Comment on the company's refusal to buy back stock: As I've said before, I will reiterate one more time... during a softening environment in the industry, we believe the preservation and the accumulation of additional liquidity is the right thing to do.
Writer's embellishment: Mr. DHI's officer, it will be easier for a camel to pass through the eye of a needle than for a sell-side analyst to grasp the concept of what you have just said.

Comment on pricing trends: As we move forward, as I mentioned, we're trying to drive down our price points across the board and recover our gross margins by driving down all of our cost components because clearly we've got affordability issues in the industry.

Question: What do you see or what do you hear as it relates to private companies, smaller companies? I know we can all see here the public builders but what do you see as to... the suffering going on within private companies that might be more leveraged than all you public players?

Answer: Actually, Horton and I were talking about that the other day and I don't think they are suffering nearly as much as they are going to be suffering in the next 12 months because the large homebuilders are just now beginning to put back the lots to the developers. I don't believe the banks have cut back nearly as much as they are going to on those small and medium-sized builders. I think they are operating in a period of euphoria currently and I think that is about to change because clearly as we drive down our prices and drive down our incentives and so forth, I think we are going to make the market much more competitive on them and as you know, they don't have the staying power. I think at some point the commercial banks have got to say you are not going to get the next loan. It is going to happen, but it just hasn't happened on a large scale yet.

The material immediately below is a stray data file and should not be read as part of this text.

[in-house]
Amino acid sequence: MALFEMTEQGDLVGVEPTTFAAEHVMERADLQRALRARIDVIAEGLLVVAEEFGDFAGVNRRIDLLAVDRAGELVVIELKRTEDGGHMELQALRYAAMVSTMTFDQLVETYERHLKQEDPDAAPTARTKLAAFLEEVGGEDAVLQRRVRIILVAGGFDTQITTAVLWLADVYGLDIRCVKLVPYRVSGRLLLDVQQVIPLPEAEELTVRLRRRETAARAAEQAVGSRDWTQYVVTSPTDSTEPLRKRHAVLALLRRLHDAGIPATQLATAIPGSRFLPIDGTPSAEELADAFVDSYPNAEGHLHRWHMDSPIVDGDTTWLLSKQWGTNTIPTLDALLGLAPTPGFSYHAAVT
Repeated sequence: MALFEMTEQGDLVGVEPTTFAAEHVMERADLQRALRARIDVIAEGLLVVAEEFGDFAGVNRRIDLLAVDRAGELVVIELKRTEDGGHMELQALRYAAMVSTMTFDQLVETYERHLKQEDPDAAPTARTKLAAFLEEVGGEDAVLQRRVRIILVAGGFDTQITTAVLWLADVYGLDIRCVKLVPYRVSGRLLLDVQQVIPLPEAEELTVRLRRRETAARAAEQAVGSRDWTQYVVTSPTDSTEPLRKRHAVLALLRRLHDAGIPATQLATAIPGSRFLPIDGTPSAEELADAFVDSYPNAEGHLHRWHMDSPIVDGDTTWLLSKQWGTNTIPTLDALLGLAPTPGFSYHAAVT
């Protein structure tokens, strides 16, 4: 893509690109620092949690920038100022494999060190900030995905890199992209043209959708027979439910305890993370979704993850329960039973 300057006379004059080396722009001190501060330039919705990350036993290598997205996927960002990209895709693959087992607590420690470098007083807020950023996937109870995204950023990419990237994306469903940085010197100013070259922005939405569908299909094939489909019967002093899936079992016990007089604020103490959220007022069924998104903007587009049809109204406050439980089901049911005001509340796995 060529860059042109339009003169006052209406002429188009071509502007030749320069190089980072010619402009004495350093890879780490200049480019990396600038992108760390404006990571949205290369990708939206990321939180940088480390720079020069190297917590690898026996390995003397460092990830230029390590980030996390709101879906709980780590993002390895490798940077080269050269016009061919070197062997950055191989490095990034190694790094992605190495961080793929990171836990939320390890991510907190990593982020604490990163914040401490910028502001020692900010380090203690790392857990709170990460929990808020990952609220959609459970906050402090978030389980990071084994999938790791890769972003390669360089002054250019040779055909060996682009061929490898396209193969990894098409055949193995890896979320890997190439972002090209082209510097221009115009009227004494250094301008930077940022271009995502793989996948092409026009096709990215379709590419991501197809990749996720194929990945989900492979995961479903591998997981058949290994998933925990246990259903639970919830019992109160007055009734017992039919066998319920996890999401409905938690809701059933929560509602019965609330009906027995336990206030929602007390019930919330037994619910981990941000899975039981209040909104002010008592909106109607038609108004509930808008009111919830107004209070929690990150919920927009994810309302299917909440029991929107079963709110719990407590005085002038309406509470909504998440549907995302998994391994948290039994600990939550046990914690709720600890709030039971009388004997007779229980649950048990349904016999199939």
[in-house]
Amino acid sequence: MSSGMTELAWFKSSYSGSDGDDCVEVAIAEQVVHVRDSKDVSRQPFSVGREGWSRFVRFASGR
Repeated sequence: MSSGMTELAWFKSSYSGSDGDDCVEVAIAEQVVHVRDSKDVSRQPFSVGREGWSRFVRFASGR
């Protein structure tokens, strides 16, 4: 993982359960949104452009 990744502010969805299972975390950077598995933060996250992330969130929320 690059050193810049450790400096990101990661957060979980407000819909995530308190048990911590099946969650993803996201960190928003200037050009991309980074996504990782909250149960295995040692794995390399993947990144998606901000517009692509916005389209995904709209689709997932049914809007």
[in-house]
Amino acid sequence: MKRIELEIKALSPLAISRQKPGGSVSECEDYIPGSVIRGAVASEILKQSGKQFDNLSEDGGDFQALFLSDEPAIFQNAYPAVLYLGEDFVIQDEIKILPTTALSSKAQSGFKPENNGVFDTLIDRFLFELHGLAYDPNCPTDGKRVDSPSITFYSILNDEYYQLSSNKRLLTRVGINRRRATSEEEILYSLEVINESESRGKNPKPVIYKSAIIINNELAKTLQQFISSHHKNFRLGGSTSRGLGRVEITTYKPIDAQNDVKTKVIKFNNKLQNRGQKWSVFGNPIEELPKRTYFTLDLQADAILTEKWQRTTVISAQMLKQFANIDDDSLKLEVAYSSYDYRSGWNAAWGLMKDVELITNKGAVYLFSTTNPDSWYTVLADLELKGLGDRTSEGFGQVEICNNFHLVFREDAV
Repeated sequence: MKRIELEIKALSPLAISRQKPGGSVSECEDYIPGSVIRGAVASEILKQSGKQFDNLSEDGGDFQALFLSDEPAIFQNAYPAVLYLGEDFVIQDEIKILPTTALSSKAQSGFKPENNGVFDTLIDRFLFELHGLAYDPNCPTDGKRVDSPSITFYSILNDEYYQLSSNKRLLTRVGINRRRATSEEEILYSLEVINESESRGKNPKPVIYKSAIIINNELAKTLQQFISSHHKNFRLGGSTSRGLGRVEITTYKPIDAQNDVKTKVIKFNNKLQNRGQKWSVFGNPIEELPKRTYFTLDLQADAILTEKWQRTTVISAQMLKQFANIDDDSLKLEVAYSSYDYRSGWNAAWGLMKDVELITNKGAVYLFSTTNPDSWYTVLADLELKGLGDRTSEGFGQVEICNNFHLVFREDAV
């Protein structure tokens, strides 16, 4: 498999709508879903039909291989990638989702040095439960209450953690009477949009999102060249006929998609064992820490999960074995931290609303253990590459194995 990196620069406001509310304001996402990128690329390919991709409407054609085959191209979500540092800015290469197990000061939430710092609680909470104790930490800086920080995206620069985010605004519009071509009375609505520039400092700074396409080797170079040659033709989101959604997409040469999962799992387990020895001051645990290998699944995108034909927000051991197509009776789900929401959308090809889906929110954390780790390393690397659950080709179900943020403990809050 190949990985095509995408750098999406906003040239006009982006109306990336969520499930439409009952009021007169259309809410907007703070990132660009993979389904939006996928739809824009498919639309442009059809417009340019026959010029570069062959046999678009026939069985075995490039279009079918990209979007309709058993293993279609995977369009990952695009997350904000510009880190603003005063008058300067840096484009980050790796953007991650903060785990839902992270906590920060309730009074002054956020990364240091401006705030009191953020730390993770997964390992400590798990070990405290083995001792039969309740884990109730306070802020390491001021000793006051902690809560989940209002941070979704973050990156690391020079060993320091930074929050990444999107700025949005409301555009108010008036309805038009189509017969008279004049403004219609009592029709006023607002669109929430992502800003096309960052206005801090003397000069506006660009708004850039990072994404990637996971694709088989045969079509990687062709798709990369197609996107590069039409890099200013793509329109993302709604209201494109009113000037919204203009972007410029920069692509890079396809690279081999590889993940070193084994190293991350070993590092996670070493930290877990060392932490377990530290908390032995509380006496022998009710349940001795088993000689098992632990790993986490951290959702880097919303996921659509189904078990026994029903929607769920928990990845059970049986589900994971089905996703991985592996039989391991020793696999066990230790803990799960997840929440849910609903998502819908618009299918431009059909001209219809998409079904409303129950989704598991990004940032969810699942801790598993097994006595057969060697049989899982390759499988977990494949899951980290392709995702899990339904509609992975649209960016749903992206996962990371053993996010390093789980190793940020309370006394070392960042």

Writer's embellishment: Ouucch!

Question: I guess where I'm confused is answering one of the questions, you said that you believe that a lot of the land developers, the smaller builders, private builders, maybe are going to be more financially constrained. And if that is the case in the next 12 to 18 months, then we're going to see another whole layer of distress and then prices will fall. So it seemed like you should be cleaning up your lot count earlier rather than later.

Answer: Believe me, (same analyst-in-denial-who-asked-the-very-first-question), I think you are exactly right. We would love to clean it up a lot faster than we are even cleaning it up right now. It is just a function of how quickly we can clean it up. When you say clean it up, we've got 100,000 lots that we have under option. We've got about 200,000 lots that we own. The issue is as those option lots come to us, there are attractive option lots that we are going to want to close. We have got an owned section of 200,000 lots and unfortunately, the only way we can work through those is for our sales to increase at a faster pace than what they are increasing and that is the only way we can clean up the problem faster. We are doing as much as we can do and have been doing it longer than everyone else, trying to clean up the lot position vis-à-vis sales.
Writer's embellishment: Why do I get the feeling that analyst-in-denial and DHI's officer are like two ships passing in the night?

I doubt that even pinning this transcript on one's fridge and forcibly reading it twice a day will sway anyone debating this issue. The housing bubble, like all other bubbles, came about because of that pesky, incontrollable limbic system of ours, combined with a seemingly infinite supply of easy debt. The last thing someone caught in that brew cares for are facts.

To complicate matters further, we know that we must distinguish between the housing market and the housing stocks as the two are very different animals. For my money, I am choosing to sit out the show for now, except for some nickel-and-dime puts. Players' limbic system's feel still firmly in control of the game, and I just don't have it in me to fight absurdity for two more years. I do still believe that ultimately housing stocks as a whole will bottom out at less than half of where they are right now; but unless they ring some kind of bell to jump on the southbound train, my sense is that these are some of the toughest shorts Boo could play with.